Over the last two decades, women’s representation in digital games has been a rising interest of academic researchers and games studies scholars. Back in 1998, a research examining 33 Nintendo and Sega Genesis titles popular at that time has given important implications for the future researches dealing with this topic (Dietz 1998), stating that there is “[an] overwhelming tendency to neglect to portray [women] characters at all or to portray them in stereotypical traditional female roles” (p.439), portraying them as victims or “damsels in distress” (p. 434). This tendency does not seem to be a mere zeitgeist of the past millennium. The question of the over-dominant presence of men characters and protagonists has been examined and confirmed multiple times in the following decade (see examples: Janz and Martis 2003, Burgess et al. 2007, Williams et al. 2009, Hitchens 2011). Additionally, Dill and Thill (2007) found that there is a significant difference in players’ perceptions of men and women characters where the former were described by using the words “warrior”, “superhero” and “cool” whereas the latter were characterized as “helpless”, “victim” and “pretty” (p. 860). An interesting insight into the relation between women’s representation, sexualization and societal changes has been provided by Lynch et al. (2016) while, on the other hand, a (limited although) thought-provoking discussion about the traditional beauty ideals and non-traditional gender roles can be found in an article  about the woman protagonist in action-adventure video games by Grimes (2003).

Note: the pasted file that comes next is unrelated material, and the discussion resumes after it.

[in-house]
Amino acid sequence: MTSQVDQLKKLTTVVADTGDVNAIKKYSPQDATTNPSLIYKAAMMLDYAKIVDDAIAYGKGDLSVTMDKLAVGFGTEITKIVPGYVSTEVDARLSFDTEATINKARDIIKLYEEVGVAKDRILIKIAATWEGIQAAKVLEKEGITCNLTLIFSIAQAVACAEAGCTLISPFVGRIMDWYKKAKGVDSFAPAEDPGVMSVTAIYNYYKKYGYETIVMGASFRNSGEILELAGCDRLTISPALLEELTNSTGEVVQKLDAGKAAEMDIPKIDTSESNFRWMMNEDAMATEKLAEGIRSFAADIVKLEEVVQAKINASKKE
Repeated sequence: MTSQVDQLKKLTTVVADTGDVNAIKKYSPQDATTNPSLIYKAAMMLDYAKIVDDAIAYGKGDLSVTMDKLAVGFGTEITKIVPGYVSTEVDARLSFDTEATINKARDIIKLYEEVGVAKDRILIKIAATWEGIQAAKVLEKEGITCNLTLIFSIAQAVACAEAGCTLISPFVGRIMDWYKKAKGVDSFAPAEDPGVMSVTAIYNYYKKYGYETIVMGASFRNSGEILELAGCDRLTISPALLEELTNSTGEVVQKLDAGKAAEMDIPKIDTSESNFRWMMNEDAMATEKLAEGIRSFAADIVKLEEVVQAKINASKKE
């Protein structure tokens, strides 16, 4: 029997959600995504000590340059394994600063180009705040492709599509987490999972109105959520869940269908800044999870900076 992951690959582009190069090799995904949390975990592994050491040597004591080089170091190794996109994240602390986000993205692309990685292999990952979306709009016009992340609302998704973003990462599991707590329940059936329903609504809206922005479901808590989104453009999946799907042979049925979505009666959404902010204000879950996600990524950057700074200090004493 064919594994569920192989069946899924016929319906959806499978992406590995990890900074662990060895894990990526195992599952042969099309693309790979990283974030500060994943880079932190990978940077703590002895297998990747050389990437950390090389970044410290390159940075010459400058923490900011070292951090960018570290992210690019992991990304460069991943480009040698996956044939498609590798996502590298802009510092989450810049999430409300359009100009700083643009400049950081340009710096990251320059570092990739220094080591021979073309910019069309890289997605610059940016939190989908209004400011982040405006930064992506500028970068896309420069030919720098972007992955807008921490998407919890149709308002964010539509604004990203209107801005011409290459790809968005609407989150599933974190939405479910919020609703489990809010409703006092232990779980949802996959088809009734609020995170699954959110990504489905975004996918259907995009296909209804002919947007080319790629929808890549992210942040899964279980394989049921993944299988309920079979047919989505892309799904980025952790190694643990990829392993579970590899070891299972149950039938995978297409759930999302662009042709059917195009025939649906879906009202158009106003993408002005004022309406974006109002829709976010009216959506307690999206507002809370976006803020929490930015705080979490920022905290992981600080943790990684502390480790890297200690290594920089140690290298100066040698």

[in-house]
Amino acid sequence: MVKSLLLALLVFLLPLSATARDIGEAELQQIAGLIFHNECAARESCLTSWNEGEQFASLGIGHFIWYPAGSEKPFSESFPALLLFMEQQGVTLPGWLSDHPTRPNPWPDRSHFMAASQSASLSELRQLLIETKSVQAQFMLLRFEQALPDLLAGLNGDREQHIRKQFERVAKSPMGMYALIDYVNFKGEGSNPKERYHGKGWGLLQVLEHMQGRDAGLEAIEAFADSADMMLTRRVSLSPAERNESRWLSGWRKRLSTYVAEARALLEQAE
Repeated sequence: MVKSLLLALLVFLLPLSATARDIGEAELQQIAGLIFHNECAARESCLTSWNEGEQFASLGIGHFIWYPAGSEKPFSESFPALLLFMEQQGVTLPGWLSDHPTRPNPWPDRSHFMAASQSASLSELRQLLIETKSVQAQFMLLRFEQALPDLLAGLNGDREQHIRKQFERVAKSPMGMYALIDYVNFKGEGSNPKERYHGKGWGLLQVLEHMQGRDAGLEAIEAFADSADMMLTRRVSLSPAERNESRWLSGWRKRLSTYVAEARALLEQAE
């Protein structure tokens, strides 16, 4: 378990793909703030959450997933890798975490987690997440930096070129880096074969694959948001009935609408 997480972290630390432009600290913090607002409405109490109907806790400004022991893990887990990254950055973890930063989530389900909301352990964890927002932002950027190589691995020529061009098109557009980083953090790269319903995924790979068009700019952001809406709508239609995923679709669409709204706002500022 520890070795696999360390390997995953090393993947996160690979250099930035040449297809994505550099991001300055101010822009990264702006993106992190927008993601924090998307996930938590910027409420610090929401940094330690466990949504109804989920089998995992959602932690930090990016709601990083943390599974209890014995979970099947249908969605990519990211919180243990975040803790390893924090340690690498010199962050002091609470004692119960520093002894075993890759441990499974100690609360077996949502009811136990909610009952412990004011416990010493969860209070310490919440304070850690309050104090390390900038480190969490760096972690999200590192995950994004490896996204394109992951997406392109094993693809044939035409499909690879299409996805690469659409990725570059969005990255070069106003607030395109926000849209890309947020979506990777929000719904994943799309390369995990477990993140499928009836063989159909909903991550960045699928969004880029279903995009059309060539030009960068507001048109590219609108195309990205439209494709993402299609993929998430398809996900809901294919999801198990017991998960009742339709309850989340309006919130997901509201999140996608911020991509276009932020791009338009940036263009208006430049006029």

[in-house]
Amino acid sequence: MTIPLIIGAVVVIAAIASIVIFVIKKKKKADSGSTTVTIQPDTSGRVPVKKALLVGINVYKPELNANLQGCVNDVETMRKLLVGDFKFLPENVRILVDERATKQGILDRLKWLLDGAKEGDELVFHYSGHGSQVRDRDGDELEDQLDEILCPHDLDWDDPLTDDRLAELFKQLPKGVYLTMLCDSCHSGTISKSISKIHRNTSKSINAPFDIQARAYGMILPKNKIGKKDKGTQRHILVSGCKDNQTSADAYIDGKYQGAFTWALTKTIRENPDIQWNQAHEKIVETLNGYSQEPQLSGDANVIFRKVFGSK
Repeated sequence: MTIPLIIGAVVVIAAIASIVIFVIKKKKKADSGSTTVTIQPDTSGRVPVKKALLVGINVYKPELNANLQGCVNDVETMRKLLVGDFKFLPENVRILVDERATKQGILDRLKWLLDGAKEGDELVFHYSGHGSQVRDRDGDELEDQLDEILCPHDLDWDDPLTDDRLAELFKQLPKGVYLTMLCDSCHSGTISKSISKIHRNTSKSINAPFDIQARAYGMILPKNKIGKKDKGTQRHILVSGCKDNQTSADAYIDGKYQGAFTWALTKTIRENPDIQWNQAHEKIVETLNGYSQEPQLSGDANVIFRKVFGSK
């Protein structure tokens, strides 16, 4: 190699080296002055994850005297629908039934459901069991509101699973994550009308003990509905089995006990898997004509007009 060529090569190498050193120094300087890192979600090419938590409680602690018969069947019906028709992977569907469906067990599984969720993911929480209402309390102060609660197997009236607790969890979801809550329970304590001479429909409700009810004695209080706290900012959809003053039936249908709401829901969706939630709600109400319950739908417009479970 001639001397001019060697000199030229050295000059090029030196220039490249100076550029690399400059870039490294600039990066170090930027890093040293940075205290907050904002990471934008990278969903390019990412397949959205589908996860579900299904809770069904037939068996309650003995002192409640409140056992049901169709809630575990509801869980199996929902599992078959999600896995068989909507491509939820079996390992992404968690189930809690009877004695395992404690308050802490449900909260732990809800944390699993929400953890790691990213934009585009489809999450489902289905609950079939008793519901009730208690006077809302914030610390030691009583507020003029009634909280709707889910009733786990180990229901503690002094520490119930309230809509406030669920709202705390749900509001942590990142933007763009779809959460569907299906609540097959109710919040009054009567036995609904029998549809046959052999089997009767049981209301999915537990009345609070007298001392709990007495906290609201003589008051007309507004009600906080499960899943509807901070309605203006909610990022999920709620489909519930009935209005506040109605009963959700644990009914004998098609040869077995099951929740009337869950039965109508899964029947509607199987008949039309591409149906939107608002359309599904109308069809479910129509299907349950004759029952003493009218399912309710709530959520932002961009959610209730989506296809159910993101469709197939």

However, with time passing, a noticeable shift was to be seen in the games creation and, consequently, in the games research; the option for character customization (Richard 2012) and genderless character selection (Fecher 2012) seemed to have ambitiously opened the space for diversity and inclusion within the gaming realm. Unfortunately, success of these efforts remained scarce due to the poor implementation of the new features. In case of the former (Richard 2012, p. 75), things like game glitches and unsynchronized animations lead to an inadequate addressing of the game towards the player (e.g. by using the wrong pronoun). In case of the latter and on the example of Leo (an androgynous character in Tekken 6), Fecher (2012) discusses how such efforts can backfire, emphasizing the importance of the game context and the limitations set by the traditional gender binary.

In terms of diversity and representation, features such as race, ethnicity and age have also found room in academic research. Unsurprisingly, the results in the studies about the characters’ race reveal that the majority of characters could be depicted as “Anglo” (Dietz 1998), “Caucasian” (Janz and Martis 2003) or “White” (Williams et al. 2009). It is perhaps unsurprising, yet still worthy of noting, that in the study of Janz and Martis (2003), a large number of even 83% of all leading women characters was Caucasian. In their study, Williams et al. (2009) examined the representation of different age, race and gender groups in comparison to the proportion of the same groups in the actual US society. The result of this analysis witnessed an over-representation and over-popularization of white, adult men in games.